The district judge of the United States for the southern district of New York issued a warrant to the marshal for that district to remove Horner to the southern district of Illinois, 'to be tried in said district upon such counts in the indictment now pending in said district as the said Edward H. Horner can be legally tried upon.' In issuing that warrant, the district judge delivered an opinion, (44 Fed. Rep. 677,) basing his decision upon the ground that the fifth count of the indictment charged an offense which was not, and could not be, completed without the delivery of the matter of mail to the person to whom it was addressed; that such offense consisted, under the third clause of the statute, in knowingly causing the prohibited matter to be delivered by mail; that, under the fifth count, although the voluntary act began in New York, by deposit in the mail, the offense of causing the delivery by mail could not be consummated except by delivery to the person and at the place intended; that, in whatever way Horner might have caused such delivery to be made, either by deposit in the mail at New York or elsewhere, and wherever his voluntary act might have begun, the offense under the third clause of the statute, charged in the fifth count of the indictment, was not committed until the delivery by mail was made; that, when such delivery was made, the offense was committed, and was committed at the place where the delivery was made, in accordance with the intent of Horner and by his procurement, although it might perhaps also be deemed to have been committed at the place of deposit; and that the offense charged in the fifth count was therefore triable in Illinois, under the constitution of the United States as well as section 731 and section 3894 of the Revised Statutes, as amended; citing In re Palliser, 136 U. S. 257, 10 Sup. Ct. Rep. 1034.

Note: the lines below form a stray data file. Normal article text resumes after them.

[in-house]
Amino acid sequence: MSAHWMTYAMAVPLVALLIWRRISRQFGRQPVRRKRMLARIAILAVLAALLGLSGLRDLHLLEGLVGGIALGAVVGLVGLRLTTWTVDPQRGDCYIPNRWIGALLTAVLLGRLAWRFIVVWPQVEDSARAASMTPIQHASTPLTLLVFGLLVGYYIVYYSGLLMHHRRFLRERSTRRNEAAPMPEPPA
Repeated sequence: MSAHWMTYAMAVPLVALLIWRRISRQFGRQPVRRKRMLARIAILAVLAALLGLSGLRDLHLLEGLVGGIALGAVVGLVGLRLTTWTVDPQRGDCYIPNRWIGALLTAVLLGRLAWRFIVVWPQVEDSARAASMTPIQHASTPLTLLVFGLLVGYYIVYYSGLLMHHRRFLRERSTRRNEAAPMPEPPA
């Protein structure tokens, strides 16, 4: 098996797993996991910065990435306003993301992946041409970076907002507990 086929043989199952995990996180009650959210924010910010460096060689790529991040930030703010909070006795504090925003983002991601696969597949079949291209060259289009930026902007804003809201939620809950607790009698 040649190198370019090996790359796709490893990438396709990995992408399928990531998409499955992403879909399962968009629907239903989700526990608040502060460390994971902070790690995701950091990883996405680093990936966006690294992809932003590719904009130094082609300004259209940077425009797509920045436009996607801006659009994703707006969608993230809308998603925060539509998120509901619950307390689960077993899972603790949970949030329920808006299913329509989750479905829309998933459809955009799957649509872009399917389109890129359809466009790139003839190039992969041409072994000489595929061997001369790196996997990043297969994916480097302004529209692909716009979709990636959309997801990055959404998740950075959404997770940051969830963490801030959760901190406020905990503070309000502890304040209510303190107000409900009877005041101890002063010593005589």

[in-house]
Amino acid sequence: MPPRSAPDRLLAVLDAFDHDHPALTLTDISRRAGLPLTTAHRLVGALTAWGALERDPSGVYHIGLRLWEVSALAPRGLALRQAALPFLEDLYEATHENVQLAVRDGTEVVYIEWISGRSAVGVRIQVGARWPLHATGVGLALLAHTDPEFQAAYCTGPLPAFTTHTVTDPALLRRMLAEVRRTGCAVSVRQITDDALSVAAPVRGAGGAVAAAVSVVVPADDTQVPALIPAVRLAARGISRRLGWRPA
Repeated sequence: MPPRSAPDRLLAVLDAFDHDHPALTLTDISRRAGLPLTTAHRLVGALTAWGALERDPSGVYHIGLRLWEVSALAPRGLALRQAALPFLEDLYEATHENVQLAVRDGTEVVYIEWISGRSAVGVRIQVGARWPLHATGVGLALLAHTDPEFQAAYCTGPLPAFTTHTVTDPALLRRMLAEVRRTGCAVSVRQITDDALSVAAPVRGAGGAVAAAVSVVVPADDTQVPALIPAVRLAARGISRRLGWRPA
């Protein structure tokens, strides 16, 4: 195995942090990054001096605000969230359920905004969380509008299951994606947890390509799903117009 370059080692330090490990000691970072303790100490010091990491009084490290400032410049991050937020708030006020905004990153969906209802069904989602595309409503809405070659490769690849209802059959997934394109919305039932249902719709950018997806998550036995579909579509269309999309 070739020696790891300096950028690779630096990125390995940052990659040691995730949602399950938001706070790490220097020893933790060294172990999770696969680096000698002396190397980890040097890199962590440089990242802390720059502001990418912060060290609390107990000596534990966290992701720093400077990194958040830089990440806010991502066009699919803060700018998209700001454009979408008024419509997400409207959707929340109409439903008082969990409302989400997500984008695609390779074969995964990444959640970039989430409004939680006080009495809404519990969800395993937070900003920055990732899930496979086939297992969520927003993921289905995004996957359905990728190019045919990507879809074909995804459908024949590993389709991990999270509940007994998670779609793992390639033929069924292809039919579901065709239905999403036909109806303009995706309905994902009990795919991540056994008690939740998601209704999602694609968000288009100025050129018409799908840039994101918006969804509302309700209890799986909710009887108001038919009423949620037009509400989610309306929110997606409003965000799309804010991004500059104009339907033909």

Section 731 of the Revised Statutes of the United States reads as follows: 'When any offense against the United States is begun in one judicial circuit, and completed in another, it shall be deemed to have been committed in either, and may be dealt with, inquired of, tried, determined, and punished in either district, in the same manner as if it had been actually and wholly committed therein.' The words 'judicial circuit' in that section are probably printed by a clerical error for 'judicial district,' as, in section 30 of the act of March 2, 1867, c. 169, (14 St. p. 484,) from which section 731 is taken, the words are 'judicial district.'